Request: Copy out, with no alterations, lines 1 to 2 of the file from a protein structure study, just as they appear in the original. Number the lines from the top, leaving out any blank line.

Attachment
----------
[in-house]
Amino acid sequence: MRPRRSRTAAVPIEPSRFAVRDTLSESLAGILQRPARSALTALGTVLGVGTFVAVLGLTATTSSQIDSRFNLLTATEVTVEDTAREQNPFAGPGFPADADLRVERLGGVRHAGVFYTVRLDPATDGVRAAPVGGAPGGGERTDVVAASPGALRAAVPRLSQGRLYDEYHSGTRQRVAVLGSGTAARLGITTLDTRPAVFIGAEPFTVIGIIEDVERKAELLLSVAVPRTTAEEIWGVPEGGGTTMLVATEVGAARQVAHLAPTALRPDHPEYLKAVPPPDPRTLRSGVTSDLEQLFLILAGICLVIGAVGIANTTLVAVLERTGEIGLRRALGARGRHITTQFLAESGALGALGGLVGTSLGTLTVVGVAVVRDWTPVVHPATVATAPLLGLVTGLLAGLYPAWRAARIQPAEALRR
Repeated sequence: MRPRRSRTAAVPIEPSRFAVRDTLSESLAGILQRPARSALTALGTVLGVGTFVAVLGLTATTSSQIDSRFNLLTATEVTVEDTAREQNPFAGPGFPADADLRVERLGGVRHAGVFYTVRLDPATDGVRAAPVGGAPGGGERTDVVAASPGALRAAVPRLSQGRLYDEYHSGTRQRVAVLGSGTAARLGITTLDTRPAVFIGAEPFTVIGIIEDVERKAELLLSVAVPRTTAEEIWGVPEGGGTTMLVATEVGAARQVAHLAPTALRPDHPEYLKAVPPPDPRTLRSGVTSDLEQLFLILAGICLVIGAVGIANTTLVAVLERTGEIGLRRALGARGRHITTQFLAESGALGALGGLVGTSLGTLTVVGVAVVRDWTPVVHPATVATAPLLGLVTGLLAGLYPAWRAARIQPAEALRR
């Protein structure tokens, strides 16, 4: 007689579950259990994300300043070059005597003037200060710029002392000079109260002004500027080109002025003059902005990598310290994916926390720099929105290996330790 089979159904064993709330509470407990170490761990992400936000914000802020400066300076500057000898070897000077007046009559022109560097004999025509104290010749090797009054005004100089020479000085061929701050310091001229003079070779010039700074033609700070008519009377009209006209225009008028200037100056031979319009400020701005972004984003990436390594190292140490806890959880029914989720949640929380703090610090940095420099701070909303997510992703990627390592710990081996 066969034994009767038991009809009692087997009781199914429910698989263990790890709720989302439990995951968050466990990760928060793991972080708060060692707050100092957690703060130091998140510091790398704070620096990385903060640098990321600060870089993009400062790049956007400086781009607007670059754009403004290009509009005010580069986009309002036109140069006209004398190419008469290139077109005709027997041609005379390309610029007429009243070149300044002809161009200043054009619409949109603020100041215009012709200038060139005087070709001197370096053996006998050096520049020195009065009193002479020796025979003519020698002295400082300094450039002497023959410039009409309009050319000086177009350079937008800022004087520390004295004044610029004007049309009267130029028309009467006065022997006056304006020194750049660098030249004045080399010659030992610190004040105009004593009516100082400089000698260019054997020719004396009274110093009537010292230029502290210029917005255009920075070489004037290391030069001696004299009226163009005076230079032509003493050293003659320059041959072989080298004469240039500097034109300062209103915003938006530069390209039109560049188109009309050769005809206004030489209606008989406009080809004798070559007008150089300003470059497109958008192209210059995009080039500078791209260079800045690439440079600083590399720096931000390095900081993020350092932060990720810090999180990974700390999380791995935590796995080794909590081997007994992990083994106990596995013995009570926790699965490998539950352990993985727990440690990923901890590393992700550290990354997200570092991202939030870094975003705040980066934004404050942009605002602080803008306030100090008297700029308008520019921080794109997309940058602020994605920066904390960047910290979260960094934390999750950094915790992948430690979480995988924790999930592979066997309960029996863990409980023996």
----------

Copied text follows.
[in-house]
Amino acid sequence: MRPRRSRTAAVPIEPSRFAVRDTLSESLAGILQRPARSALTALGTVLGVGTFVAVLGLTATTSSQIDSRFNLLTATEVTVEDTAREQNPFAGPGFPADADLRVERLGGVRHAGVFYTVRLDPATDGVRAAPVGGAPGGGERTDVVAASPGALRAAVPRLSQGRLYDEYHSGTRQRVAVLGSGTAARLGITTLDTRPAVFIGAEPFTVIGIIEDVERKAELLLSVAVPRTTAEEIWGVPEGGGTTMLVATEVGAARQVAHLAPTALRPDHPEYLKAVPPPDPRTLRSGVTSDLEQLFLILAGICLVIGAVGIANTTLVAVLERTGEIGLRRALGARGRHITTQFLAESGALGALGGLVGTSLGTLTVVGVAVVRDWTPVVHPATVATAPLLGLVTGLLAGLYPAWRAARIQPAEALRR